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Ketanji Brown Jackson Supreme Court Hearings: Day 3

Judge Ketanji Brown Jackson, the first Black woman nominated to the Supreme court, returned to Capitol Hill on Wednesday for the third day of her historic confirmation hearings.


What You Need To Know

  • Judge Ketanji Brown Jackson returned to Capitol Hill on Wednesday for the third day of her historic confirmation hearings
  • A Gallup poll released Wednesday says 58% of Americans support her confirmation to the Supreme Court, the highest the company has measured since Chief Justice John Roberts in 2005
  • Wednesday’s session opened up with Republicans criticizing Senate Judiciary Committee Chairman Dick Durbin, D-Ill., for “editorializing” after some of them concluded their questioning Tuesday
  • On Tuesday, Republicans grilled Jackson about her record on child porn cases, defending Guantanamo detainees and even, at one point, her religious faith

Jackson is facing 30 minutes of questioning from the last two members of the Senate Judiciary panel who did not speak Tuesday – Sen. Thom Tillis, R-N.C., and Sen. Jon Ossoff, D-Ga. – followed by 20 minutes of follow-up from the full committee.

Wednesday’s session opened up with Republicans criticizing Senate Judiciary Committee Chairman Dick Durbin, D-Ill., for “editorializing” after some of them concluded their questioning Tuesday.

On Tuesday, Sen. John Cornyn, R-Texas, asked Jackson why she accused of former President George W. Bush and former Defense Secretary Donald Rumsfeld of being “war criminals” in a legal filing when, as a federal public defender, she represented a Sept. 11 terror suspect detained at Guantanamo Bay. 

Following a break, Durbin returned to dispute Cornyn’s characterization of the filing. 

“Your filing was part of your professional responsibility to zealously advocate for your clients,” Durbin told Jackson. “In those petitions, the individuals raised more than a dozen claims for relief, one of which was an allegation that the government had sanctioned torture against the individuals, which constituted war crimes. … So to be clear, there was no time where you called President Bush or Secretary Rumsfeld a quote for criminal close quote.”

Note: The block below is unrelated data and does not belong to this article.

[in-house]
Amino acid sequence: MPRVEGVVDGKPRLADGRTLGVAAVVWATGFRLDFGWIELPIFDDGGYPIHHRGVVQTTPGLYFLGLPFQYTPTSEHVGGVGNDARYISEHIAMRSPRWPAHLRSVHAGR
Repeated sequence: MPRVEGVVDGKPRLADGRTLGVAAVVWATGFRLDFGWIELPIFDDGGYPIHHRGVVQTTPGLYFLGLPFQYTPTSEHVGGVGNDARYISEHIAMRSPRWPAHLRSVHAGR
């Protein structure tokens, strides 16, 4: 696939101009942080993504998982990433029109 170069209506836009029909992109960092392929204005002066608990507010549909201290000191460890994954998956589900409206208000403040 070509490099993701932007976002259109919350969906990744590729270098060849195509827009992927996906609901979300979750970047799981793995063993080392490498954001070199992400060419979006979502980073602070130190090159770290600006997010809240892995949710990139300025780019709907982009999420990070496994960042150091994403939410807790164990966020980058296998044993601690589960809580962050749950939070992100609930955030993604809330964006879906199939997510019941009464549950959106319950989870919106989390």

Cornyn said Wednesday he had a problem with Durbin’s defense of Jackson. 

“Now I don’t understand the difference between calling somebody a ‘war criminal’ and accusing them of war crimes,” Cornyn said. 

“I just want to lodge a protest and say that I don’t think it’s appropriate for the chairman after every time somebody on this side of the aisle asks questions of the judge, you come back and you denigrate and you attack and you criticize a line of questioning,” the Texas senator said.

Sen. John Kennedy, R-La., said he, too, though Durbin’s actions were inappropriate.

Durbin said he had the right to make those comments during “chairman’s time” and that previous chairmen, including Republican Sen. Lindsey Graham, had done the same. GOP senators, however, argued Durbin was going too far with his remarks.

Responding to a question from Ossoff, Jackson addressed her 2019 ruling where she determined that former White House counsel Don McGahn had to comply with a congressional subpoena, in which she wrote that “presidents are not kings.”

“Our constitutional scheme, the design of our government, is erected to prevent tyranny,” Jackson said Wednesday. “The framers decided after experiencing monarchy, tyranny and the like, that they were going to create a government that would split the powers of a monarch in several different ways.”

The separation of powers outlined in the U.S. Constitution, Jackson said, was both “consistent” with her judicial philosophy and “crucial to liberty.”

“It is what our country is founded on,” Jackson said. “And it’s important, as consistent with my judicial methodology, for each branch to operate within their own sphere.”

“That means, for me, that judges can’t make law, judges shouldn’t be policymakers,” she continued. “That’s a part of our constitutional design, and it prevents our government from being too powerful and encroaching on individual liberty.”

Jackson told Ossoff that her younger brother, Ketajh, a former police officer who served in the Army and was deployed to Iraq, helped inform her views on public service.

“I understand the need for law enforcement, the importance of having people who are willing to do that important work, the importance of holding people accountable for their criminal behavior,” she said. “I also as a lawyer and a citizen, believe very strongly in our Constitution and the rights that make us free.”